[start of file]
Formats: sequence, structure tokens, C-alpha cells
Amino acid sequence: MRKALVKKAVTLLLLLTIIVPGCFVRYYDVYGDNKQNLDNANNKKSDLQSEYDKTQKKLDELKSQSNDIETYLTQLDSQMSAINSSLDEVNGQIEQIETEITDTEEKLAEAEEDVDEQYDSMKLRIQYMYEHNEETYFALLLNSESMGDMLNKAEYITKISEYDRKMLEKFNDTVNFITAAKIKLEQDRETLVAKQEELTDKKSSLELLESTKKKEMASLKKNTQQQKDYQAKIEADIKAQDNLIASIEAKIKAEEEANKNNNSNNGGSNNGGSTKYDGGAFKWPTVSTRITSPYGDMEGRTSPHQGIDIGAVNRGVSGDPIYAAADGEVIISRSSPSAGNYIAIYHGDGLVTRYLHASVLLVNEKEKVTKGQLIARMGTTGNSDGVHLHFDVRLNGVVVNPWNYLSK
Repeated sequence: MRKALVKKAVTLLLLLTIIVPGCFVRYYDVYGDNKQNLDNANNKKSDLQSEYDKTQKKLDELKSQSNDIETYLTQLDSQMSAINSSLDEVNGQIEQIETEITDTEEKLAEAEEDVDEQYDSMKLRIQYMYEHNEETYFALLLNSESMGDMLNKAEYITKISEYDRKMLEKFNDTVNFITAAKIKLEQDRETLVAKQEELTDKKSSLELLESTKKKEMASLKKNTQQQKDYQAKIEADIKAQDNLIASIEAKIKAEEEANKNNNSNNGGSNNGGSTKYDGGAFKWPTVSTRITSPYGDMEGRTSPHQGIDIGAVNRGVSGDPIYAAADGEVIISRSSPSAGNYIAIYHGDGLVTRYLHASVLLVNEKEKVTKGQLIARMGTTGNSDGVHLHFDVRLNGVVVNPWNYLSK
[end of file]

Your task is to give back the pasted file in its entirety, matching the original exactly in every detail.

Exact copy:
Formats: sequence, structure tokens, C-alpha cells
Amino acid sequence: MRKALVKKAVTLLLLLTIIVPGCFVRYYDVYGDNKQNLDNANNKKSDLQSEYDKTQKKLDELKSQSNDIETYLTQLDSQMSAINSSLDEVNGQIEQIETEITDTEEKLAEAEEDVDEQYDSMKLRIQYMYEHNEETYFALLLNSESMGDMLNKAEYITKISEYDRKMLEKFNDTVNFITAAKIKLEQDRETLVAKQEELTDKKSSLELLESTKKKEMASLKKNTQQQKDYQAKIEADIKAQDNLIASIEAKIKAEEEANKNNNSNNGGSNNGGSTKYDGGAFKWPTVSTRITSPYGDMEGRTSPHQGIDIGAVNRGVSGDPIYAAADGEVIISRSSPSAGNYIAIYHGDGLVTRYLHASVLLVNEKEKVTKGQLIARMGTTGNSDGVHLHFDVRLNGVVVNPWNYLSK
Repeated sequence: MRKALVKKAVTLLLLLTIIVPGCFVRYYDVYGDNKQNLDNANNKKSDLQSEYDKTQKKLDELKSQSNDIETYLTQLDSQMSAINSSLDEVNGQIEQIETEITDTEEKLAEAEEDVDEQYDSMKLRIQYMYEHNEETYFALLLNSESMGDMLNKAEYITKISEYDRKMLEKFNDTVNFITAAKIKLEQDRETLVAKQEELTDKKSSLELLESTKKKEMASLKKNTQQQKDYQAKIEADIKAQDNLIASIEAKIKAEEEANKNNNSNNGGSNNGGSTKYDGGAFKWPTVSTRITSPYGDMEGRTSPHQGIDIGAVNRGVSGDPIYAAADGEVIISRSSPSAGNYIAIYHGDGLVTRYLHASVLLVNEKEKVTKGQLIARMGTTGNSDGVHLHFDVRLNGVVVNPWNYLSK